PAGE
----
For Seattle-based LMN Architects, the commission to design the Grand Avenue Park Bridge in Everett, Wash., was a chance to extend the firm’s long-standing commitment to architecture in the public interest—particularly its pursuit of infrastructure projects, which have become something of
an in-house specialty. “We shouldn’t just look at the parts of the world around us that aren’t capital-A Architecture and see them as void of opportunity, void of inspiration,” says LMN partner Stephen Van Dyck, AIA. “There are lots of ways to inspire people with typologies that aren’t considered conventionally sexy by the profession.”
The firm’s long run of successful transportation-related projects (including a brand-new multimodal ferry terminal in Mukilteo, just north of Seattle) made LMN a natural choice for the 257-foot bridge. Everett, a coastal community, has long been disconnected from its coastline along Possession Sound. “It’s always been a manufacturing-based town,” says Van Dyck. Industrial and shipping facilities have dominated the waterfront, while a major north-south freeway and adjacent train tracks effectively severed the coastline from the bluff-top residential neighborhoods on the town’s west side. In recent years, however, new commercial and recreational development have crept down the hill; the area, says Van Dyck, has “blossomed,” necessitating new and improved ways to reach it.
Using durable, unpretentious materials—raw concrete, rough steel—LMN succeeded in making the bridge a celebration of movement and urban life. It connects a small park (designed by the city’s official architect) with the historic docks below, rising over the intervening road and railway in a single bound. It’s a leap made possible by a steel truss that’s anchored in the cliff face on one side, and in a tall, concrete tower on the other side. The tower is a striking presence, an emphatic coda to the architectural procession.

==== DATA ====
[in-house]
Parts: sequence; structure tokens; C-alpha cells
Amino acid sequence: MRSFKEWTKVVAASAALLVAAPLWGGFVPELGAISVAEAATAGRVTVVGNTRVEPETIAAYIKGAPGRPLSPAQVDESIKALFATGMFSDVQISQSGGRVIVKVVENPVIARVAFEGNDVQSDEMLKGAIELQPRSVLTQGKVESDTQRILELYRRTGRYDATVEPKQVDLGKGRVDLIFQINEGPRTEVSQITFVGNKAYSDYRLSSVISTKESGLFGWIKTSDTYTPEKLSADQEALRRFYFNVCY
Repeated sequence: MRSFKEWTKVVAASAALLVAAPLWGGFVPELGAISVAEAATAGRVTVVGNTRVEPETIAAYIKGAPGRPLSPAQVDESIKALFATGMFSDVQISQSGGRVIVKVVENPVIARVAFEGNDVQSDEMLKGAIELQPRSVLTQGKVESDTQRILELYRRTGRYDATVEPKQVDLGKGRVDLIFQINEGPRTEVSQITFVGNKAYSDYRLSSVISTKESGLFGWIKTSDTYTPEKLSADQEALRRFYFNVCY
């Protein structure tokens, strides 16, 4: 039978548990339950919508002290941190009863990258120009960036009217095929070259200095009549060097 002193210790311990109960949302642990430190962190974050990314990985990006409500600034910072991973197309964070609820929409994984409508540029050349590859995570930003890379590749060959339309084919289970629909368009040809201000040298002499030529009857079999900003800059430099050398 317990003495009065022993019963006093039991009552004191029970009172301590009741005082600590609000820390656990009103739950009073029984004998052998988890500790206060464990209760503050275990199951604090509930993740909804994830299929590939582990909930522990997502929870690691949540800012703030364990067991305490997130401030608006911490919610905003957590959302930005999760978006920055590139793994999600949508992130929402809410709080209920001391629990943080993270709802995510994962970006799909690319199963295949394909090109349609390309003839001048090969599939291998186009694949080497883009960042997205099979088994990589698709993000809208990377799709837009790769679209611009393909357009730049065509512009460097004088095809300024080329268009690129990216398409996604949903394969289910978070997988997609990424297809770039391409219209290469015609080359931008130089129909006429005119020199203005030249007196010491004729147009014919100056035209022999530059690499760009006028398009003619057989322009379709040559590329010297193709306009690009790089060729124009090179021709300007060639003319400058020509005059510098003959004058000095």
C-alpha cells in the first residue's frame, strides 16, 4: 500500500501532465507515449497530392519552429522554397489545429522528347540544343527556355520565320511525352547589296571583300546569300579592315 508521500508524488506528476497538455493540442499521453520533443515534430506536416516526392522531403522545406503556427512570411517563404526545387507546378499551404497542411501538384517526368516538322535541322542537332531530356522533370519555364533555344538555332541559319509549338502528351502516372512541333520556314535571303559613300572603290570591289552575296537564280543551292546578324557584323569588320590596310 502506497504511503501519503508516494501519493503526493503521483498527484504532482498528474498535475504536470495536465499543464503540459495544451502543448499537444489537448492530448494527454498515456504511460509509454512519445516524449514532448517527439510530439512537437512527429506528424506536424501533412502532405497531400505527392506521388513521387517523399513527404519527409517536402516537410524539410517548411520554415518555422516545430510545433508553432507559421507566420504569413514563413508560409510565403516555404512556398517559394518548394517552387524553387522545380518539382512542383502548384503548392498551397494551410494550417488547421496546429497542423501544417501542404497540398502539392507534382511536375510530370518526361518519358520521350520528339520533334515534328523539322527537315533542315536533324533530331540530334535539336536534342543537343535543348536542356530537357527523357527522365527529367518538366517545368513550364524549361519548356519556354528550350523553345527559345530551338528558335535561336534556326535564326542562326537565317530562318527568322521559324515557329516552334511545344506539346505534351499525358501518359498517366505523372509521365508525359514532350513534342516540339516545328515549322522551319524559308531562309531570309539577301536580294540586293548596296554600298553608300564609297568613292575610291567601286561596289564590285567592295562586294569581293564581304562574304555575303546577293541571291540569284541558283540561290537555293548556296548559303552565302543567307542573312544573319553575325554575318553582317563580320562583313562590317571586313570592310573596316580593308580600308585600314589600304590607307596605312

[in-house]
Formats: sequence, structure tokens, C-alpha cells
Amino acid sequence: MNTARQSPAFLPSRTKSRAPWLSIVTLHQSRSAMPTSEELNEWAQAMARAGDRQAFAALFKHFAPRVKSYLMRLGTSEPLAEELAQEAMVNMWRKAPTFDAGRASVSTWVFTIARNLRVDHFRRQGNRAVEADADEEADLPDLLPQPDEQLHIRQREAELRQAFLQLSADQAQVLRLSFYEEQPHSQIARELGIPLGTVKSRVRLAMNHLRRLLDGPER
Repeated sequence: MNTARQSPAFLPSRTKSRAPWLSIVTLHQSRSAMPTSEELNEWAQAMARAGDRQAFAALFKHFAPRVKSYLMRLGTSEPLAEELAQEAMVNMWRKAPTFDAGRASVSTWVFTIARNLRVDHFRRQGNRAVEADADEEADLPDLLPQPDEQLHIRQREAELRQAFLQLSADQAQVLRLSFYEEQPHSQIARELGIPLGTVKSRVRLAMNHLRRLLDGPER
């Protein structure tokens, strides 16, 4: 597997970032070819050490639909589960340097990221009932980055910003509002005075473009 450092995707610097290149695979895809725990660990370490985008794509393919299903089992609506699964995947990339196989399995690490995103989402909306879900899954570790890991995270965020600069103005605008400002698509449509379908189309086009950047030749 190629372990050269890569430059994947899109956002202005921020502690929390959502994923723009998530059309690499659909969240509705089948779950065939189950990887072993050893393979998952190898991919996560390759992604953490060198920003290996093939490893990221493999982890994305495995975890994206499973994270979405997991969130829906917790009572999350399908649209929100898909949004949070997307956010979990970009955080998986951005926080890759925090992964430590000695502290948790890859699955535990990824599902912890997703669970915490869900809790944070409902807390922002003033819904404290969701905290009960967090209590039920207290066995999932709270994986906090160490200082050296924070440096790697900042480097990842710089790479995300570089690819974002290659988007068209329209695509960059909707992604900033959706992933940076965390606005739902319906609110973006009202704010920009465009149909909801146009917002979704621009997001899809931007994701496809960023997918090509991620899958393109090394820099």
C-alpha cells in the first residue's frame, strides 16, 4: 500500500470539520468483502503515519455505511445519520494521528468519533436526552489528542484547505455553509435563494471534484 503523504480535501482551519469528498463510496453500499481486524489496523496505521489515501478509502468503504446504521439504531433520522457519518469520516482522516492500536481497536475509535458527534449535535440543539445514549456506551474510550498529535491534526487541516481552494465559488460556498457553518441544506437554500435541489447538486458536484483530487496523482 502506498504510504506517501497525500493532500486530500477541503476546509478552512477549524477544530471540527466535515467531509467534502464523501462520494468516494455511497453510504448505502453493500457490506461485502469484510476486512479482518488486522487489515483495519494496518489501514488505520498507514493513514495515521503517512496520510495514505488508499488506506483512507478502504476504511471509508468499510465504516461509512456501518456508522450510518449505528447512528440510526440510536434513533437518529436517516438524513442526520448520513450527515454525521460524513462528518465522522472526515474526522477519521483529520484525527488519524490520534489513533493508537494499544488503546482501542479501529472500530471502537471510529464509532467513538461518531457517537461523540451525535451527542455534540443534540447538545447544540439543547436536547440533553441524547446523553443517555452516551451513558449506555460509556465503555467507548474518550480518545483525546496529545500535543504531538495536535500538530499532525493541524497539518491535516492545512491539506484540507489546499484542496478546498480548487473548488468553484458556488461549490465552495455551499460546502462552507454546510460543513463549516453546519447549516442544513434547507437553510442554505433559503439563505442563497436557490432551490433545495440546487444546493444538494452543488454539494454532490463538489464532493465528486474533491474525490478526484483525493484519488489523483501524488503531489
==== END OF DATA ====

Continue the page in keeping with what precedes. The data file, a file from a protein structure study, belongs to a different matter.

Contextually, the truss was a perfect fit: The open structure of braces and struts is an obvious nod to the classic railroad bridges of America. Sturdy and economical, the simple frame also gave the designers some flexibility in the arrangement of the walkway, which scissors downward from the park in two stages to guide pedestrians gently westward from the ridge top, before carrying them over the main span towards a staircase and elevator in the concrete volume on the coastal side. Hidden beneath the deck, drainage pipes and other technical systems are out of sight to all but passing motorists and conductors.
But the design’s real allure lies in what its users can see as they stroll the length of span. Doing triple duty as a safety rail, a brise soleil, and a decorative add-on, a series of aluminum panels decorate the sides of the walkways and turn the bridge into an eye-catching piece of infrastructure. As LMN’s Scott Crawford, Assoc. AIA, recalls: “We started looking at aluminum plate—a material that could be left bare but that you could also put some kind of pattern on.” Local contractors used a digitally guided CNC waterjet to slice rhomboid forms into the aluminum, with no two panels alike. By day, the pattern casts hypnotic shadows on the deck; by night, the effect is even more dramatic, with concealed LED lighting setting the whole bridge aglow with a spectacular, strangely tactile shimmer.
Thanks to the firm’s familiarity with parametric design, as well as a collaborative spirit that brought together the project’s engineers and fabricators, Crawford says, LMN was able “to push our concept forward without delaying the overall trajectory.” Since its opening in August last year, the bridge has been a hit with locals and visitors alike, who have found it to be a destination in itself.